Practical Tips for Teaching Online Small-Group Discussions - ASCD
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April 23, 2020

Practical Tips for Teaching Online Small-Group Discussions

Instructional Strategies
Technology

Moving to online teaching does not have to mean losing rich peer-to-peer discussions. Video conferencing software, such as Zoom, allows teachers to send students into breakout rooms for small-group discussions. However, when students move into virtual breakout rooms, it is challenging for them to remember the task and for teachers to monitor how the discussions are progressing. Three tools address this challenge:

  1. Note catcher

  2. Pre-assignments for discussions

  3. Feedback survey

These practical tools address the challenges of facilitating effective virtual small-group discussions and provide a means to monitor and measure student learning.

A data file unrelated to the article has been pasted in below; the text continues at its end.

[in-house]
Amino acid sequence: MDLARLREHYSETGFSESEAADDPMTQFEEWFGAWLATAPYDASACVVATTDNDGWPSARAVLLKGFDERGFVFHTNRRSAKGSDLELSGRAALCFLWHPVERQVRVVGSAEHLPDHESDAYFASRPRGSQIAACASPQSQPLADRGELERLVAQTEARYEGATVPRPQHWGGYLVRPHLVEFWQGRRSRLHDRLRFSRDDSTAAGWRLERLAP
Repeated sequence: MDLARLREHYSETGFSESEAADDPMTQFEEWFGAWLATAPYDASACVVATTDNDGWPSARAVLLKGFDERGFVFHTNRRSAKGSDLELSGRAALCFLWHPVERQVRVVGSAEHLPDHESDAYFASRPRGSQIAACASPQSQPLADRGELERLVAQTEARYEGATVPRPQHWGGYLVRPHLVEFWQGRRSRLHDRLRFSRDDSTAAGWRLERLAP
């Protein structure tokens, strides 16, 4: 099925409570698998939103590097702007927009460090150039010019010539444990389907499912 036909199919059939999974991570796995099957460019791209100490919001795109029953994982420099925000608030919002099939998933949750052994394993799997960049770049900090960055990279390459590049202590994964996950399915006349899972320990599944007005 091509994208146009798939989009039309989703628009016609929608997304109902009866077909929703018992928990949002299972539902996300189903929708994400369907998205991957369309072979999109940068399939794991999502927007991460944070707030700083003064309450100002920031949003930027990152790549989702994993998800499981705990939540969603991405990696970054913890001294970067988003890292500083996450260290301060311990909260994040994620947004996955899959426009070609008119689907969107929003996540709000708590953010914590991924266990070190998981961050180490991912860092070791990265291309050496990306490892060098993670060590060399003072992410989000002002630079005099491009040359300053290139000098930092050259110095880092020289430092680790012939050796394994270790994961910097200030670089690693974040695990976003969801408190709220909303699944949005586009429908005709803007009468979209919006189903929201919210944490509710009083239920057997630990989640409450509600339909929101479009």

Tool 1: Note Catchers for Breakout Room Discussions

A Google doc can be used to organize how discussions take place in breakout rooms. Each breakout room discussion begins by the students entering their names into a table where they will record notes as their discussion unfolds. As the teacher, you can "listen" to each group through their note-catching documents. Teachers can provide feedback efficiently by inserting comments and questions into the note catcher. When the teacher sees a group having difficulty getting started, then the teacher can enter that breakout room to help with the difficulty.

Note Catcher Teaching Tips

  1. See what is happening in every breakout room at a glance by reading the notes the group recorders are capturing as learning unfolds through the discussions.

  2. Insert a comment letting a group know the teacher is about to join the conversation, or save time by not interrupting a discussion unless it is necessary. Provide efficient and effective feedback to every small group in minutes.

  3. Use the same routines, protocols, and other discussion structures that are common during face-to-face classes by putting the directions in the note catcher (e.g., Think, Pair, Share or See, Think, Wonder).